The airport, of course, has night lighting. There are a bunch of overhead lights around the ramp and hangar area. They’re the old kind that shine down until you need them — then they apparently overheat and go out for a while, leaving you in shadows. When you’re done fumbling in the semidarkness, the nearest light goes back on. These lights are on a timer and, like most lights on timers, when there are power outages, the timers get screwed up and don’t work at the right time. When I ran the airport FBO, I discovered that the lights were going on about 3 hours later than they should have and staying on well past the time they should have been turned off. I whined to the town and eventually they sent someone to fix it. They’ve made some changes to the airport lighting since then and I hope they put them on a light sensor.
The airport also has a rotating beacon on a tower that has recently be adorned with cellular antennas. (I still wonder how they got that one past the FAA.) It has a green light on one side and a white light on on the other. It rotates, sending off a flash of white and a flash of green at a predetermined interval, which I probably should know but don’t. It’s triggered by a light sensor, so it automatically goes on at night and off in the morning. I love the way the rotating motor sounds in the predawn hours when I sometimes come to the airport to fly.
The runway lights are handled differently. It’s pilot controlled lighting (PCL) that works by pressing the mike button while tuned into Wickenburg Airport’s frequency. I think it’s supposed to be 3 clicks for low intensity, 5 clicks for medium, and 7 clicks for high. I’m not sure if it really works this way; it seems to me that 3 clicks is never enough to get them going and with 5 clicks, the taxiway lights don’t always come on. The airport’s runway lighting was improved when the runway was lengthened. They start out white on the approach end, then turn yellow about midway down the runway and are red near the end. It really helps pilots get a feel for the runway length. Very nice.
This photo by Jon Davison, is a cool night shot from the back seat of my helicopter as I landed, with Mike beside me, at Wickenburg Airport not long after sunset.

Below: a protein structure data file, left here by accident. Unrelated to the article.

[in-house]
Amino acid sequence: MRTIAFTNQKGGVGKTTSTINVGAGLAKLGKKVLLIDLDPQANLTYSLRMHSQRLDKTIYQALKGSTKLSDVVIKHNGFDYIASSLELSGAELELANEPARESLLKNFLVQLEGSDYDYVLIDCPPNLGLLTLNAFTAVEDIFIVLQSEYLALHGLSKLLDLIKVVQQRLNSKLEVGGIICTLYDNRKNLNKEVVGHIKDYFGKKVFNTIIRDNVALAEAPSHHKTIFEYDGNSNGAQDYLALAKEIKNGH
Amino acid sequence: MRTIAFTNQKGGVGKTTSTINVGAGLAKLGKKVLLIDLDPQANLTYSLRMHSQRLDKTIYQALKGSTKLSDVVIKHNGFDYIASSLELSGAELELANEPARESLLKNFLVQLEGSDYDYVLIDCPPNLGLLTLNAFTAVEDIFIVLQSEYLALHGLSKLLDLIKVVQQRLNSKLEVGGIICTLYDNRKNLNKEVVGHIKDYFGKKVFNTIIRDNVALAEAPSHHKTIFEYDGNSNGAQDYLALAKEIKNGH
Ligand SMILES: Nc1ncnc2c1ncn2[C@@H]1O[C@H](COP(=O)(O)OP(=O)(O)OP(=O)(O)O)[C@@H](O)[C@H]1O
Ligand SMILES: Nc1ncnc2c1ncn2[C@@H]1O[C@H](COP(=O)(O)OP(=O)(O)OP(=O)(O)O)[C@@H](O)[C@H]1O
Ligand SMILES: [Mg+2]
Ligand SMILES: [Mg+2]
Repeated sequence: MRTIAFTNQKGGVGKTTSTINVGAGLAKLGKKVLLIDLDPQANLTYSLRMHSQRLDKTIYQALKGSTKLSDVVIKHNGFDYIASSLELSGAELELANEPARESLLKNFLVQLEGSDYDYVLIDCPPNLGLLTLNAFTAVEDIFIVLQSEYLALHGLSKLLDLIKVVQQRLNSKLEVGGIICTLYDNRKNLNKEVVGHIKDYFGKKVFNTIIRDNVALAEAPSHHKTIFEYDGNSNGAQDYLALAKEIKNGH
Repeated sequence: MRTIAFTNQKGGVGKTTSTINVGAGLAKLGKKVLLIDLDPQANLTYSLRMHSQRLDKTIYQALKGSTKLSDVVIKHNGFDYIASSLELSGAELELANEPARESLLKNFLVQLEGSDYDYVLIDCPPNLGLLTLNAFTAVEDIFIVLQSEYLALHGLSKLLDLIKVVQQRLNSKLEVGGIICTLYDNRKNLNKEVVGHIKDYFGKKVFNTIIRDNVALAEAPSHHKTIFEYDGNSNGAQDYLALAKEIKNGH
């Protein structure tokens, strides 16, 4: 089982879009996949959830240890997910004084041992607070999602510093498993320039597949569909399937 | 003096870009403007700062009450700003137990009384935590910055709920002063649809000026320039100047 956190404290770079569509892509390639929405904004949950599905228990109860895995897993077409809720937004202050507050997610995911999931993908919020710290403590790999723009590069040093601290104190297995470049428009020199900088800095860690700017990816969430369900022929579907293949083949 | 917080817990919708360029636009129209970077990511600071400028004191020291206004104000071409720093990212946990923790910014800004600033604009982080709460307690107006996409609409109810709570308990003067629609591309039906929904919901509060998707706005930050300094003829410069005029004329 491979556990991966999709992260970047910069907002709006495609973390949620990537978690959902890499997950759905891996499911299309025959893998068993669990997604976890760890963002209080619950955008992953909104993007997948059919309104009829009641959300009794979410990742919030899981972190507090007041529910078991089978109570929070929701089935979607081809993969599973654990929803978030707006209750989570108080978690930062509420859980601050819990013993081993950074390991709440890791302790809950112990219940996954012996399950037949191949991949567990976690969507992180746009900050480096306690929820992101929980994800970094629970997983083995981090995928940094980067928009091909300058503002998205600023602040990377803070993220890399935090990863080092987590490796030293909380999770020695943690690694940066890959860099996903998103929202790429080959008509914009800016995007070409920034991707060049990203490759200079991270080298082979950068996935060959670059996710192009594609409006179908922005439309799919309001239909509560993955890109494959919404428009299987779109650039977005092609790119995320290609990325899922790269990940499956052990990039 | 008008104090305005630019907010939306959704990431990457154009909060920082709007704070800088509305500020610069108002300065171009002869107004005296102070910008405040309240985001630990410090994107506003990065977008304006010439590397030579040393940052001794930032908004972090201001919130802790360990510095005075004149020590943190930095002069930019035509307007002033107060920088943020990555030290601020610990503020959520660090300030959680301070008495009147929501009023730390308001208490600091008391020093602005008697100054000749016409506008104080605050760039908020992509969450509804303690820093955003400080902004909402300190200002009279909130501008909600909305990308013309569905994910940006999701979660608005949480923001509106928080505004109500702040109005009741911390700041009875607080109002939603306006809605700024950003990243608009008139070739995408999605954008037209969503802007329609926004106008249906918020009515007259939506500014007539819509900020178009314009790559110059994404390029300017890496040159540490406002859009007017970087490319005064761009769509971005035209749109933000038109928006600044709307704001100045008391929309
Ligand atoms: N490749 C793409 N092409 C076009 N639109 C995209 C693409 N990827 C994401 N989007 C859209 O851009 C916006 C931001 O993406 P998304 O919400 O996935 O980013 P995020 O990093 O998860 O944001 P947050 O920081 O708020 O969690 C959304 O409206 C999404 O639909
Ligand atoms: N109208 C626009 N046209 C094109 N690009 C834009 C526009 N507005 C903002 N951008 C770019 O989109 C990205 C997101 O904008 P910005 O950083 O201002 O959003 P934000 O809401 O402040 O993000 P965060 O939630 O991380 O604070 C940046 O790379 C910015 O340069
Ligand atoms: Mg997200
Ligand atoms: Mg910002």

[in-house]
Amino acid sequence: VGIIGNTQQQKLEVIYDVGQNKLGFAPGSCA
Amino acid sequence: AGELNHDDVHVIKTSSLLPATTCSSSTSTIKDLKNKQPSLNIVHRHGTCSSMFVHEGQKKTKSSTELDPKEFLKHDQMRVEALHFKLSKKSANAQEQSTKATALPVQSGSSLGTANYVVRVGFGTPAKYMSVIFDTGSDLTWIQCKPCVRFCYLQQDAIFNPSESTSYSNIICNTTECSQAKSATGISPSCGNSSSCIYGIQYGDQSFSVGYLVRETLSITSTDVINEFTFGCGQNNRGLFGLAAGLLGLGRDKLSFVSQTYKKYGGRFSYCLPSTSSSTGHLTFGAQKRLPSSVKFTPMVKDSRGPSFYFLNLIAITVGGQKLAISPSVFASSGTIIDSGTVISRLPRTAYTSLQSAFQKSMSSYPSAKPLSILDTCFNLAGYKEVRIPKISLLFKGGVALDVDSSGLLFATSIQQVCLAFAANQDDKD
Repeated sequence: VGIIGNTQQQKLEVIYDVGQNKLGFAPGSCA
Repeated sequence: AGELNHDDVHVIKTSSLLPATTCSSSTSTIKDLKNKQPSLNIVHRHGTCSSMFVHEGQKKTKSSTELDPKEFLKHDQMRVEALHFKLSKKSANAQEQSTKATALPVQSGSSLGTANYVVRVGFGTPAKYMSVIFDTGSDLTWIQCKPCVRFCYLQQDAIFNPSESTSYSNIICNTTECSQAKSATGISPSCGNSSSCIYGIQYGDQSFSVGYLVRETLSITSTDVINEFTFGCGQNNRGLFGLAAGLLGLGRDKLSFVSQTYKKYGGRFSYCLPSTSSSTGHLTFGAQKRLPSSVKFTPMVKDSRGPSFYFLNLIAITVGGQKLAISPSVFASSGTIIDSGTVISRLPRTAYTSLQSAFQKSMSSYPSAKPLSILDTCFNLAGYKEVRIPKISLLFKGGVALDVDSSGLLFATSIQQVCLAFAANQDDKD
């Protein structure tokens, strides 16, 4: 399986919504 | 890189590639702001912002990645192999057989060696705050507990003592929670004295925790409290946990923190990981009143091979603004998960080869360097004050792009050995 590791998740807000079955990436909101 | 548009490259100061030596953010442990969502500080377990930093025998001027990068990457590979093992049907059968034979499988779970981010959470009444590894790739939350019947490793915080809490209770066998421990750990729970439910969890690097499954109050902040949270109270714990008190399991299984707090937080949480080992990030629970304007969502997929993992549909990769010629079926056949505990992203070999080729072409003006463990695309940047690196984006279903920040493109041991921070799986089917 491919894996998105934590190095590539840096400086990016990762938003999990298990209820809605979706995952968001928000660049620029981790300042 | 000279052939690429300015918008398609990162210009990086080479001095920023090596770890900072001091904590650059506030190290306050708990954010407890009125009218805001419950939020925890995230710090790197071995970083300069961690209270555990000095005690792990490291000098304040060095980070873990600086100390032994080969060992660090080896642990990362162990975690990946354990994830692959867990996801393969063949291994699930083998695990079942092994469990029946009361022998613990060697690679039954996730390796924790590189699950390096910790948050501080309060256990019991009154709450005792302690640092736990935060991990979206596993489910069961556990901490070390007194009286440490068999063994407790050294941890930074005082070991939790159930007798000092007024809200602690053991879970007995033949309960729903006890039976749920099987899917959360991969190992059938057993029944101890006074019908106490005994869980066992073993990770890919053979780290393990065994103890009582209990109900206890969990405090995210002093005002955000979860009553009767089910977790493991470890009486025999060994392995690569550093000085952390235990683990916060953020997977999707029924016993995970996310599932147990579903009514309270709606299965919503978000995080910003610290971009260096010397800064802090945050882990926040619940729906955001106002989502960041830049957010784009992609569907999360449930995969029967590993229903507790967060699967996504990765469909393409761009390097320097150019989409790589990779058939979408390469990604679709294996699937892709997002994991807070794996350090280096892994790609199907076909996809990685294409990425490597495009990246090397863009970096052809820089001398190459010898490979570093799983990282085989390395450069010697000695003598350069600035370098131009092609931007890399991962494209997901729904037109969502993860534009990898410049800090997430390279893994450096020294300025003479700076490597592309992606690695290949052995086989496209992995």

One of my favorite things to do when I fly at night is to approach the airport and get within 2 or 3 miles before turning on the lights. I love to watch the runway light up. I know airline pilots who play the same game on cross-country trips. Seven clicks on the right frequency must make a good show from 35,000 feet.
One annoying thing about the new runway lighting is the strobe lights on either end. Called Runway End Identifier Lights (REILs), they provide “positive identification of the approach end of a particular runway.” (I looked that up in the Aeronautical Information Manual; you can find it in section 2-1-3.) The trouble is, they’re designed for airplanes, which don’t have a particularly good view of the ground. A helicopter pilot, with a wide open view of everything in front of the helicopter, gets those flashes of light right in the eyes when landing at night. Good thing I don’t make as shallow an approach as airplane pilots do; I’d probably be blinded if I came in on the glide slope.
The people who buy homes at either end of the runway — where Wickenburg’s decision makers have stupidly allowed homes to be built — will have these flashing lights blinking in their bedrooms or kitchens or living rooms every time a plane lands or departs at night. To paraphrase Mr. T, “I pity the fool” who buys a home at the runway end.
But the kind of lighting I really don’t understand is the outside lights many people have on their homes. Yes, it’s nice to have a light over your garage or front door for when you come in late at night. And it’s nice to have a light in your backyard, for when you barbeque or let the dog out. But come on, guys. Do you need all those damn lights turned on all night long?
One of my neighbors is an example. They live high on a hill and have three bright lights that I can see from my home. These lights are on all night long. How do I know? I’m sometimes up in the middle of the night and I can clearly see them from my front window: three spots of yellowish light, shining into the night. Why?